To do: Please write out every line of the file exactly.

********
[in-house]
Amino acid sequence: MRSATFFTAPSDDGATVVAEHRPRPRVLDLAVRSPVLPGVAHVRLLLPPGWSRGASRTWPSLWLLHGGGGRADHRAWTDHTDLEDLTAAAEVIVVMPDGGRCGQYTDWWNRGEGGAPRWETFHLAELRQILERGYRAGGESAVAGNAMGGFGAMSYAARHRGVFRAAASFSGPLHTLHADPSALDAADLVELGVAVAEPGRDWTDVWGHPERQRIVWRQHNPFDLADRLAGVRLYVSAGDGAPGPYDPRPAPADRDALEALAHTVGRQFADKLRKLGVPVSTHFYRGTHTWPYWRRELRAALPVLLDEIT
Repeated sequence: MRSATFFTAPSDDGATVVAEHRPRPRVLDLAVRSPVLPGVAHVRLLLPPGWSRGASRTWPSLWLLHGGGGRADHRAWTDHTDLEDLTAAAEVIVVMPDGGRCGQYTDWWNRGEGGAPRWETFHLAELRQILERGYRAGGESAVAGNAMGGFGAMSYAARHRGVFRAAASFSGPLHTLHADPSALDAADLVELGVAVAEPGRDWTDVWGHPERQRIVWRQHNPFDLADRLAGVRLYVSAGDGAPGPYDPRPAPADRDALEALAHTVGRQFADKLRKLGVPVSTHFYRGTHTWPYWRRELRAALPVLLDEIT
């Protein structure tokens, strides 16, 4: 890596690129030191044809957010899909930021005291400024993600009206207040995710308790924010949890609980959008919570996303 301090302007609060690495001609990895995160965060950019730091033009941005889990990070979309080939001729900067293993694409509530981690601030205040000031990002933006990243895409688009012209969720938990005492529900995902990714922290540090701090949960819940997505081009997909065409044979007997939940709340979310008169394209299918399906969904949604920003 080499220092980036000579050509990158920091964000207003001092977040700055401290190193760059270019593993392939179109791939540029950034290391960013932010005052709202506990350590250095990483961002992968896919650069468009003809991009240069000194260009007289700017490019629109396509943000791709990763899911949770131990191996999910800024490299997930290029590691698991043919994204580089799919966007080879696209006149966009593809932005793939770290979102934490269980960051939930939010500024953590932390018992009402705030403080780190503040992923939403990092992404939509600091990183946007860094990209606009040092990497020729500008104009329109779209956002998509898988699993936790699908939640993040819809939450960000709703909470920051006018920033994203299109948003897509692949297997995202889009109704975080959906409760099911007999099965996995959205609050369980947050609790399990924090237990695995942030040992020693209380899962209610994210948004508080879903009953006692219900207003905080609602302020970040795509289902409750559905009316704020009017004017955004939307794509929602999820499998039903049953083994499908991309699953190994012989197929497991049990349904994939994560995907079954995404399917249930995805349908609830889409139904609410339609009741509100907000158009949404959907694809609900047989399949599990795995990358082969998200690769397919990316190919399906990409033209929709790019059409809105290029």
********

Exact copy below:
[in-house]
Amino acid sequence: MRSATFFTAPSDDGATVVAEHRPRPRVLDLAVRSPVLPGVAHVRLLLPPGWSRGASRTWPSLWLLHGGGGRADHRAWTDHTDLEDLTAAAEVIVVMPDGGRCGQYTDWWNRGEGGAPRWETFHLAELRQILERGYRAGGESAVAGNAMGGFGAMSYAARHRGVFRAAASFSGPLHTLHADPSALDAADLVELGVAVAEPGRDWTDVWGHPERQRIVWRQHNPFDLADRLAGVRLYVSAGDGAPGPYDPRPAPADRDALEALAHTVGRQFADKLRKLGVPVSTHFYRGTHTWPYWRRELRAALPVLLDEIT
Repeated sequence: MRSATFFTAPSDDGATVVAEHRPRPRVLDLAVRSPVLPGVAHVRLLLPPGWSRGASRTWPSLWLLHGGGGRADHRAWTDHTDLEDLTAAAEVIVVMPDGGRCGQYTDWWNRGEGGAPRWETFHLAELRQILERGYRAGGESAVAGNAMGGFGAMSYAARHRGVFRAAASFSGPLHTLHADPSALDAADLVELGVAVAEPGRDWTDVWGHPERQRIVWRQHNPFDLADRLAGVRLYVSAGDGAPGPYDPRPAPADRDALEALAHTVGRQFADKLRKLGVPVSTHFYRGTHTWPYWRRELRAALPVLLDEIT
């Protein structure tokens, strides 16, 4: 890596690129030191044809957010899909930021005291400024993600009206207040995710308790924010949890609980959008919570996303 301090302007609060690495001609990895995160965060950019730091033009941005889990990070979309080939001729900067293993694409509530981690601030205040000031990002933006990243895409688009012209969720938990005492529900995902990714922290540090701090949960819940997505081009997909065409044979007997939940709340979310008169394209299918399906969904949604920003 080499220092980036000579050509990158920091964000207003001092977040700055401290190193760059270019593993392939179109791939540029950034290391960013932010005052709202506990350590250095990483961002992968896919650069468009003809991009240069000194260009007289700017490019629109396509943000791709990763899911949770131990191996999910800024490299997930290029590691698991043919994204580089799919966007080879696209006149966009593809932005793939770290979102934490269980960051939930939010500024953590932390018992009402705030403080780190503040992923939403990092992404939509600091990183946007860094990209606009040092990497020729500008104009329109779209956002998509898988699993936790699908939640993040819809939450960000709703909470920051006018920033994203299109948003897509692949297997995202889009109704975080959906409760099911007999099965996995959205609050369980947050609790399990924090237990695995942030040992020693209380899962209610994210948004508080879903009953006692219900207003905080609602302020970040795509289902409750559905009316704020009017004017955004939307794509929602999820499998039903049953083994499908991309699953190994012989197929497991049990349904994939994560995907079954995404399917249930995805349908609830889409139904609410339609009741509100907000158009949404959907694809609900047989399949599990795995990358082969998200690769397919990316190919399906990409033209929709790019059409809105290029």